A Russian political scientist has told state television that President Vladimir Putin will not live to see the end of Russia’s invasion of Ukraine if the war continues at the current speed.
During a talk show aired on Sunday evening, Sergey Mikheyev said if Russia keeps fighting “at this speed” than the war will “last for decades”.
The TV pundit said: “If we keep proceeding in this manner and at this speed, you and I won’t live long enough to see any successes,” he told the TV host.
“Let’s be honest with ourselves. Our leadership won’t live long enough for that either.
“If we move at this speed, this will last for decades or some kind of decision might be made that will be hard to portray as a success, it’s obvious.”
He added: “There are things we could be easily solving, like blocking the ability of Western politicians to travel [to Ukraine], as I’ve said many times before.”
He said trips to Ukraine by Western world leaders, including US President Joe Biden and UK Prime Minister Rishi Sunak, provide “serious support” to Ukrainian society and President Volodymyr Zelensky.
“We either move forward and stop imitating sovereignty and truly achieve success, or we retreat with a massive failure,” Mr Mikheyev said.
He added that he feared China would become the “leader of the world” outside of the West.
“It will be all the more difficult for Russia to integrate into this situation,” he warned.
The political analyst’s comments come as Russia’s Wagner group boss, Yevgeny Prigozhin, warned that the frontline in Ukraine will collapse if his troops are not provided with more ammunition.
Mr Prigozhin said his aide had been barred from the military’s operational headquarters after he formally demanded more ammunition.
He has accused ministry officials of “treason” for failing to supply adequate ammunition to his forces, something the ministry has denied.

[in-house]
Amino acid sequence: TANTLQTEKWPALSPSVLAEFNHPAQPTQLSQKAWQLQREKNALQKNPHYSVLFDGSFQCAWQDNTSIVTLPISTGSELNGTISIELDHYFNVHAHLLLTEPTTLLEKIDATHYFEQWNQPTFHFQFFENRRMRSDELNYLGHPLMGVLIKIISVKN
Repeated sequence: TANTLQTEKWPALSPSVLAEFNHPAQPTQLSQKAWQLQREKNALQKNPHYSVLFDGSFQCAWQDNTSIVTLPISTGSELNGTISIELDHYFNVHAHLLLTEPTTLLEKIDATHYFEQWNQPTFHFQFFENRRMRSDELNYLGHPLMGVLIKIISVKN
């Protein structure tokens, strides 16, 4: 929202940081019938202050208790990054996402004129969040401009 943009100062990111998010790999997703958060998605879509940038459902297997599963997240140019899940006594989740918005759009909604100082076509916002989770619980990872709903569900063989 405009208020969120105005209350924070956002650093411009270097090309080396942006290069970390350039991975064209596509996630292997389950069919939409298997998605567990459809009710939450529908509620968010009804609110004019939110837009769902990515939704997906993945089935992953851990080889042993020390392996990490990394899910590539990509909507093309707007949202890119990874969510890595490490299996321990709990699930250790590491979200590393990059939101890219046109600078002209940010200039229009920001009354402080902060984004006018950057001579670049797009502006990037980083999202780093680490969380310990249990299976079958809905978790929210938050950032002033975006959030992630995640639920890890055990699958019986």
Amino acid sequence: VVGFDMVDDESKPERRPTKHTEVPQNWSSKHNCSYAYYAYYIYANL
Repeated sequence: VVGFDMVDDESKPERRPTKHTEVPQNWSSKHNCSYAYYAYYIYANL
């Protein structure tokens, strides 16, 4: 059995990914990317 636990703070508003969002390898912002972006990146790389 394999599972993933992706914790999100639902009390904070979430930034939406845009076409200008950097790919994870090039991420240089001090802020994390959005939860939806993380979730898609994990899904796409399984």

Russian Defence Minister Sergei Shoigu, who has kept a low profile for most of the war, has been on a rare visit to his forces in Ukraine in recent days, awarding medals and meeting commanders.
On Monday, he visited the eastern city of Mariupol, largely destroyed by Russian forces last year after a months-long siege.
Russia is trying to encircle Bakhmut to secure its first major gain in more than half a year, at the culmination of a winter offensive that has brought the bloodiest fighting of the war.
Ukrainian troops have been reinforcing positions west of Bakhmut in apparent preparation for a possible retreat, but so far appear not to have decided to pull out.
Meanwhile, Russia is deploying 60-year-old T-62 battle tanks to the frontline in Ukraine to make up for their heavy losses, the Ministry of Defence said on Monday.
The European Union is edging closer to a landmark move into joint procurement of ammunition to help Ukraine and replenish members’ stockpiles but major questions regarding funding and scale remain.
EU defence ministers will this week discuss plans to speed up the supply of 155 millimetre ammunition to Ukraine, which is pleading for more such artillery shells to fight Russia’s invasion, and to order more munitions together.